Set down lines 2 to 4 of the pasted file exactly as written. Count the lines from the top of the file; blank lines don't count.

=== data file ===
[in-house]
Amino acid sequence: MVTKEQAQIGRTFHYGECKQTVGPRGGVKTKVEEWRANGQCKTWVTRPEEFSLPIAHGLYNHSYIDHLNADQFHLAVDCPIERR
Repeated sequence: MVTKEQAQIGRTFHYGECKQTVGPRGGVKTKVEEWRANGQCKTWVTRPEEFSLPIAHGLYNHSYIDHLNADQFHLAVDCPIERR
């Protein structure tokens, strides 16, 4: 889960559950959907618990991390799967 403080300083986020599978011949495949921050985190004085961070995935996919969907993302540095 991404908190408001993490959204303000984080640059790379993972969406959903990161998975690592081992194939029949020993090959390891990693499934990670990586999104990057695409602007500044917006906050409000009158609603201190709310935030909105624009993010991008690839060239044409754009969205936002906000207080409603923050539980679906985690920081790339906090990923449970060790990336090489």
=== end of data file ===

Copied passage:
Amino acid sequence: MVTKEQAQIGRTFHYGECKQTVGPRGGVKTKVEEWRANGQCKTWVTRPEEFSLPIAHGLYNHSYIDHLNADQFHLAVDCPIERR
Repeated sequence: MVTKEQAQIGRTFHYGECKQTVGPRGGVKTKVEEWRANGQCKTWVTRPEEFSLPIAHGLYNHSYIDHLNADQFHLAVDCPIERR
């Protein structure tokens, strides 16, 4: 889960559950959907618990991390799967 403080300083986020599978011949495949921050985190004085961070995935996919969907993302540095 991404908190408001993490959204303000984080640059790379993972969406959903990161998975690592081992194939029949020993090959390891990693499934990670990586999104990057695409602007500044917006906050409000009158609603201190709310935030909105624009993010991008690839060239044409754009969205936002906000207080409603923050539980679906985690920081790339906090990923449970060790990336090489």